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Plant identification guides:
Bush tucker food forest

Information about medicinal qualities of plants, or about their use as medicines, is for interest only, and is not intended to be used as a guide for the treatment of medical conditions.


As with all medicinal applications of Australian bush foods, please do your due diligence and consult with First Nations or other Australian herbal specialists before utilising as a remedy for any condition.


Some parts of the plant may not be edible or some may need preparation before they are safe to eat or use in any way. We do our best to describe their traditional & modern uses. It is the reader’s responsibility to ensure they are fit for their intended use.


We can not take any responsibility for any adverse effects from the use of plants. Always seek advice from a professional before using a plant medicinally.

Scaly Ebony

Scientific name:

Other Names:

Diospyros geminata

Queensland ebony, Native ebony, Iron tree


Ebenaceae (same as persimmon)

Scaly Ebony

Basic info:

The Scaly Ebony is a slow growing native tree inhabiting dry coastal rainforests and scrubs along the coastal and near coastal areas of eastern Queensland. A small tree, usually not exceeding 4-6m in height, with a slender stem of about 15 cm.

The leaves are broadly oval, 3-7.5cm long, with a blunt or rounded apex, often tapered to the base. They are leathery to stiff, with a waxy appearance, with a dark green colour above and paler beneath.

It has a dull black, hard and fissured bark which is scaly in mature trees.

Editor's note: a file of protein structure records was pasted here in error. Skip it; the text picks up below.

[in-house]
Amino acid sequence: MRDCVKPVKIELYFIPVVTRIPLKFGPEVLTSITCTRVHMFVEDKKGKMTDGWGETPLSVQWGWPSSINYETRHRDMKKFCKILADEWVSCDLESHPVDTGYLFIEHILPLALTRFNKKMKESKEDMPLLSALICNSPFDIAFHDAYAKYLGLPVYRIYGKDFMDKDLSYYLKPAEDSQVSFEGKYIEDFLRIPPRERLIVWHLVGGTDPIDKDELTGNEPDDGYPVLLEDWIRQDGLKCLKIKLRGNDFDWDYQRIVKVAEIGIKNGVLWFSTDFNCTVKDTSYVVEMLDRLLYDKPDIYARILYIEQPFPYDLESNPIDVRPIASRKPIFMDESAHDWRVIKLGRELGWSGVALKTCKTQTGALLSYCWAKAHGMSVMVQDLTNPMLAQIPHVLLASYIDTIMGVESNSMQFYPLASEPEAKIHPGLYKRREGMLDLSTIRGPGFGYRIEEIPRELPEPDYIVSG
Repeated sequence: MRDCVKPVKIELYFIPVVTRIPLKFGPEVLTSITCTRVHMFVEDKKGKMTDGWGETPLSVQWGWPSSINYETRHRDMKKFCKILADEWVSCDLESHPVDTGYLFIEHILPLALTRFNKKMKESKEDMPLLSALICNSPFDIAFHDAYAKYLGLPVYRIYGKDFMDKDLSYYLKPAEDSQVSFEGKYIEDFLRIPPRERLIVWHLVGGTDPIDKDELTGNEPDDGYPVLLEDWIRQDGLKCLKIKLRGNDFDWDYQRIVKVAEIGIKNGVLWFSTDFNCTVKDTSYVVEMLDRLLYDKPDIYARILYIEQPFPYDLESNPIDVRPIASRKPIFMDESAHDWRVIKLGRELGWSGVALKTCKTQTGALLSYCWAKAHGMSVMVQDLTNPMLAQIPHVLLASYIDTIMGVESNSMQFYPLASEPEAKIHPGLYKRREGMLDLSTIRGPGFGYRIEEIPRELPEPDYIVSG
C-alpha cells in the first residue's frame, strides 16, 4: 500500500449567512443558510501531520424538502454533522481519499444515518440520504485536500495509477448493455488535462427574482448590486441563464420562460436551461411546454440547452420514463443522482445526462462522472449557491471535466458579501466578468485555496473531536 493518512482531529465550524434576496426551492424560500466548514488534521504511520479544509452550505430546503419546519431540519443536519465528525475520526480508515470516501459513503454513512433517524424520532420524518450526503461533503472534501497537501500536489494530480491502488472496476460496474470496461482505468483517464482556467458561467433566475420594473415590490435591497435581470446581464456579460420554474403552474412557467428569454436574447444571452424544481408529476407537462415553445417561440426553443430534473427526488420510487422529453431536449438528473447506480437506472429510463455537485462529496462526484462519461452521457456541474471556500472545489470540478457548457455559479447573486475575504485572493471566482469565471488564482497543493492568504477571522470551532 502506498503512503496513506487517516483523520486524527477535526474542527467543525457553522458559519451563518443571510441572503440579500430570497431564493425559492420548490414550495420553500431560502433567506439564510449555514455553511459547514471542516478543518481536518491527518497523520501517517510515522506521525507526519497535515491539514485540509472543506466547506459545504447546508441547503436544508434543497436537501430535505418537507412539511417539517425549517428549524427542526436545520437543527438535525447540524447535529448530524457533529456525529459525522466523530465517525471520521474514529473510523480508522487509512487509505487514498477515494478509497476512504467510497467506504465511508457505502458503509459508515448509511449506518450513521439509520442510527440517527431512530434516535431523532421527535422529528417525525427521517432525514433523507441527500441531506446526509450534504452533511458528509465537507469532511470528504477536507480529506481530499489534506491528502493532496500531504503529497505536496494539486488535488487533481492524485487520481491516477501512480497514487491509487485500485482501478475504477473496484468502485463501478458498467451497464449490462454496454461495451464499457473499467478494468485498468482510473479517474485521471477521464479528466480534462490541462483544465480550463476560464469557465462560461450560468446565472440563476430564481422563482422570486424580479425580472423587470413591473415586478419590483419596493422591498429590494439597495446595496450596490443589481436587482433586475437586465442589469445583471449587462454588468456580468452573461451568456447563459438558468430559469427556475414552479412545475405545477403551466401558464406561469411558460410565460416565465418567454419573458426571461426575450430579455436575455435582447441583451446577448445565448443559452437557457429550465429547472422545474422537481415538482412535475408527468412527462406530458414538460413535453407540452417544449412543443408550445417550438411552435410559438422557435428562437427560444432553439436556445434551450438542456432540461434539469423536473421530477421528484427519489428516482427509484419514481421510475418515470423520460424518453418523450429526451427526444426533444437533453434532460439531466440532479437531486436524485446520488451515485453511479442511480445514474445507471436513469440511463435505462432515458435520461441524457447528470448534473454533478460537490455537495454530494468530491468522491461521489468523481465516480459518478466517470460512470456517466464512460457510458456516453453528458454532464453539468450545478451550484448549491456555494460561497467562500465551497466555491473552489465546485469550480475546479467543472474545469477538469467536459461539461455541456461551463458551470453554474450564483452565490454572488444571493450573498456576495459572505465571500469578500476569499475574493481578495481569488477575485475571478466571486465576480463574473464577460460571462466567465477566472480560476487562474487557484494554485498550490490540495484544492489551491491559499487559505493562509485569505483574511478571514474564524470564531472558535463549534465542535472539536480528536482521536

The fruit is an oval berry 8-12mm x 6-8mm, which starts off yellow but then ripens to orange/red. The fruit is held in a prominent cup-like calyx, which is sometimes paired, hence the name “geminata”, meaning “twins”.

Uses and Interesting Information:

The fruit is edible; it is astringent when unripe but sweet and ‘pleasantly edible’ once the fruit has turned orange red. There are trials in New Zealand using this species as a rootstock for persimmon.  

Although this isn’t one of the species traditionally used for furniture-making, it is a true ebony (Diospyros), and its timber has most of the same properties. Ebony is a dense and heavy wood. Because of its almost black colour, its durability, hardness, and its ability to take a high polish, it is used for making a variety of items including bagpipes, the tuning pegs, fingerboards, tailpieces and chinrests for violins and other stringed instruments, black chessmen, the black keys on pianos and harpsichords, crucifixes, and pistol grips. It is a very difficult wood to carve because of its hardness.


  • Recipes to come

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